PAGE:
South Korea: Where Gaming Is More Than a Hobby
These days, it’s just a given that gaming is a huge thing in South Korea. It’s accepted as the norm there and globally it’s seen as a view into the future for eSports fans and gamers alike. South Korea is a truly unique country when it comes to gaming, and what happens there might not necessarily happen anywhere else though.
How Did South Korea Become So Obsessed With Computer Games?
South Korea is often called the birthplace of eSports. Professional gaming has grown in popularity around the world, but it all started in the 1990s in South Korea. The country was actually struggling financially, so the government decided to invest in technology, particularly internet infrastructure.
Broadband internet became the norm, as did smartphones and other technology that would eventually spread worldwide and this led to a rise in gaming. At the same time, there was a surge in new TV networks and stations, thanks to the cheap technology and government support.
With gaming becoming more popular, a few television networks took a chance and started broadcasting some of the gameplay and tournaments. This was aired in the same way that you might see football or other sports on TV, making it more and more mainstream.
It really grew into eSports thanks to a partnership between the government and game developers at Blizzard. They worked together to organize events centered around the popular game of StarCraft. Starting in gaming rooms and growing to hotel ballrooms and even stadiums, soon thousands of people were coming together to watch these championships.
Since then, gaming has continued to be more than just a pastime in South Korea – it can also be a dream job and path to celebrity status.
People talk about professional gamers the same way that they do about major actors or politicians. They are celebrities, household names in most South Korean homes. Kids might have posters of their favorite eSports players or teams on their walls, and players can even have groupies or stalkers.
Just How Popular is Gaming in South Korea?
South Korea is now home to 25.6 million gamers, making it the 6th biggest gaming market in the world. With a total population of 51.26 million, that means almost half of the country’s population is playing games, with 43% of the gamers in South Korea women.
What makes South Korea unique is that a large portion of society also watches video gaming content. So, even people who aren’t playing are watching other people play video games.
In fact, going to gaming clubs to watch tournaments is just as common for couples as going to the movies on dates.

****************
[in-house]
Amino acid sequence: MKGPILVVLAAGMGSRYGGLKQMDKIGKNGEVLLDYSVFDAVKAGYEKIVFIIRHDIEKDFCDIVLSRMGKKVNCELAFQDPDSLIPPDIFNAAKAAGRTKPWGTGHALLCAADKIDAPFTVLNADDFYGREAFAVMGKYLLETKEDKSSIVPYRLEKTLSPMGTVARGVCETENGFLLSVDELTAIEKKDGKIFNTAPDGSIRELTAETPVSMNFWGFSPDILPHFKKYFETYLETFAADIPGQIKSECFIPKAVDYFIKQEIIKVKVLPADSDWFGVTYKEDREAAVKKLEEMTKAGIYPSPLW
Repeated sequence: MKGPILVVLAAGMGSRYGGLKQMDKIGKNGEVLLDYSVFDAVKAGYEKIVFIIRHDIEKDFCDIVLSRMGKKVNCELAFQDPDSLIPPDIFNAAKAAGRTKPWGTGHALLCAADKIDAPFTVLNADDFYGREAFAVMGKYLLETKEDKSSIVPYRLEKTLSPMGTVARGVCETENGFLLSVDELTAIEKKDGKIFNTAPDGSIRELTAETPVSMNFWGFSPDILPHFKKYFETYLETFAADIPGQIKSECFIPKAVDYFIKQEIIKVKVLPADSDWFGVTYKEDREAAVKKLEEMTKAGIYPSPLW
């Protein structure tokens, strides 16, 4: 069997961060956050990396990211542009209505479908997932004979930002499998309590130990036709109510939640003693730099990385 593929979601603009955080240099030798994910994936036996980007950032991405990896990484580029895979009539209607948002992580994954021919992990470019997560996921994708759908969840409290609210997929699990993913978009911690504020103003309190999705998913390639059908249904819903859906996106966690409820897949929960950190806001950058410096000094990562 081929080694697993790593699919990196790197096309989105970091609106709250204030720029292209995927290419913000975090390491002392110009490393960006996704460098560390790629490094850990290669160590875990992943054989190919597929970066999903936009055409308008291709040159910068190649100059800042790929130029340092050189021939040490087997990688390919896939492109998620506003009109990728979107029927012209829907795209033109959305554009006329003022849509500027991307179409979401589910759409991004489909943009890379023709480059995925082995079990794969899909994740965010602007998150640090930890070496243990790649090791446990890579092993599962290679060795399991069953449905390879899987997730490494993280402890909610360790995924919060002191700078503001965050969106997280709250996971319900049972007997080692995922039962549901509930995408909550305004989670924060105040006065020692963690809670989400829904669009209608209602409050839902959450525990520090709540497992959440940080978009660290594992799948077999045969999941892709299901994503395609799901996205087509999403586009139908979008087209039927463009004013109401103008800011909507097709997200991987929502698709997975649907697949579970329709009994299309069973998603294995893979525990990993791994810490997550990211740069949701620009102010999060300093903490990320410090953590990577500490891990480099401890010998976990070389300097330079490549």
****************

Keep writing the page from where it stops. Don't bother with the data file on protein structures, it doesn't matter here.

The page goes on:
Since the heyday of StarCraft, other games have grown in popularity in South Korea. Currently, the PUBG craze has swept over South Korea, getting 40% of the player base in the country.
League of Legends continues to be very popular, although Blizzard titles, particularly Overwatch, have also grabbed a lot of gamers’ attention. This is particularly interesting because traditionally, South Korean gamers have snubbed first person games, preferring instead the real time strategy titles like StarCraft or the MOBA titles like League of Legends or Dota.
Thanks to the popularity of other Blizzard titles like World of Warcraft and StarCraft, as well as MOBA like Dota and League of Legends, it’s actually been a perfect storm for Overwatch’s recent success.
Pro Overwatch player Ji Soo found the diverse gameplay, characters and teamwork reason enough for her to master the new genre. Plus, with tons of lucrative tournaments popping up around the country and the world, it’s a worthwhile game for professional gamers to start playing.
Where People Play
In other countries, people are increasingly playing from their own homes, thanks to fiber internet connections and improved infrastructure. In South Korea gaming continues to be something that people do in gaming clubs, called PC Rooms or ‘PC Bangs’. These internet cafes offer gamers of all ages the chance to play on high-powered PCs, playing their favorite games on fast internet connections.
PC Bangs can also be host to smaller competitions and tournaments, as well as being a venue for gamers to talk about the latest events and debate which players are best.